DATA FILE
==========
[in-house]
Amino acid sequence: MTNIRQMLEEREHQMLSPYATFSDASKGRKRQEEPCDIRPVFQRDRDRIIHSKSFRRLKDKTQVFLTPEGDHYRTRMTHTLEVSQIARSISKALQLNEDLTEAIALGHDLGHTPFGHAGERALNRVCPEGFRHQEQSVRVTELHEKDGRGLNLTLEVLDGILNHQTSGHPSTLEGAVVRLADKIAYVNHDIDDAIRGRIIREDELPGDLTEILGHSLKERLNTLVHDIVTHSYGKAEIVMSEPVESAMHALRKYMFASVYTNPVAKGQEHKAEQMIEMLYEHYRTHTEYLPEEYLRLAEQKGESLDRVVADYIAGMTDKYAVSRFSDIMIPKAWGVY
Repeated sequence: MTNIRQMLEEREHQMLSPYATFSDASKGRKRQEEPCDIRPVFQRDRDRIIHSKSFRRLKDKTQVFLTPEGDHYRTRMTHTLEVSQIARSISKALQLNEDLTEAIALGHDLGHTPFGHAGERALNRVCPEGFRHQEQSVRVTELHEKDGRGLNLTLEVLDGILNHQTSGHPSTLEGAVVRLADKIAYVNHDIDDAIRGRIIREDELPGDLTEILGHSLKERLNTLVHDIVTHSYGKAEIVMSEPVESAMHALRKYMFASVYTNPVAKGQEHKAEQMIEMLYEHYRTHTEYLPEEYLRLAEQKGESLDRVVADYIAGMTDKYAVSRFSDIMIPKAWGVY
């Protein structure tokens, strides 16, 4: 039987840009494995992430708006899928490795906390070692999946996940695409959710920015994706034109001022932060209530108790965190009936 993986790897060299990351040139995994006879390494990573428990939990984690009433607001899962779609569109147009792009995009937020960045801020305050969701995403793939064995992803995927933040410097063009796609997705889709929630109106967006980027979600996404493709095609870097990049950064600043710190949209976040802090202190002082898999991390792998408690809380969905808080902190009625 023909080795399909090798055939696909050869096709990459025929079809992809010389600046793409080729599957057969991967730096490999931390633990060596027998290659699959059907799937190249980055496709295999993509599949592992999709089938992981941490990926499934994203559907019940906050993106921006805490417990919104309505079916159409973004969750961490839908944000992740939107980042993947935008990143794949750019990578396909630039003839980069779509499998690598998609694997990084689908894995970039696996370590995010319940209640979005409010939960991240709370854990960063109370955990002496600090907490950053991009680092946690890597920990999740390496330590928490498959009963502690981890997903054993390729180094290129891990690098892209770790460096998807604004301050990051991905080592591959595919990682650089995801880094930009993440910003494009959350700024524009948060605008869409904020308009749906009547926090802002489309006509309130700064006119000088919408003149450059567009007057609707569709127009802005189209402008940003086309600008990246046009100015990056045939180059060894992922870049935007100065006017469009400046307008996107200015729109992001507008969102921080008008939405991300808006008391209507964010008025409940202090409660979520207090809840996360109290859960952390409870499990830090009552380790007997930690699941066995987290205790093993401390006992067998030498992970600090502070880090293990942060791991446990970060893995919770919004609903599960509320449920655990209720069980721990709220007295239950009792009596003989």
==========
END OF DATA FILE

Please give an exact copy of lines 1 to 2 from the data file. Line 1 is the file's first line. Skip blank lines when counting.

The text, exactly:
[in-house]
Amino acid sequence: MTNIRQMLEEREHQMLSPYATFSDASKGRKRQEEPCDIRPVFQRDRDRIIHSKSFRRLKDKTQVFLTPEGDHYRTRMTHTLEVSQIARSISKALQLNEDLTEAIALGHDLGHTPFGHAGERALNRVCPEGFRHQEQSVRVTELHEKDGRGLNLTLEVLDGILNHQTSGHPSTLEGAVVRLADKIAYVNHDIDDAIRGRIIREDELPGDLTEILGHSLKERLNTLVHDIVTHSYGKAEIVMSEPVESAMHALRKYMFASVYTNPVAKGQEHKAEQMIEMLYEHYRTHTEYLPEEYLRLAEQKGESLDRVVADYIAGMTDKYAVSRFSDIMIPKAWGVY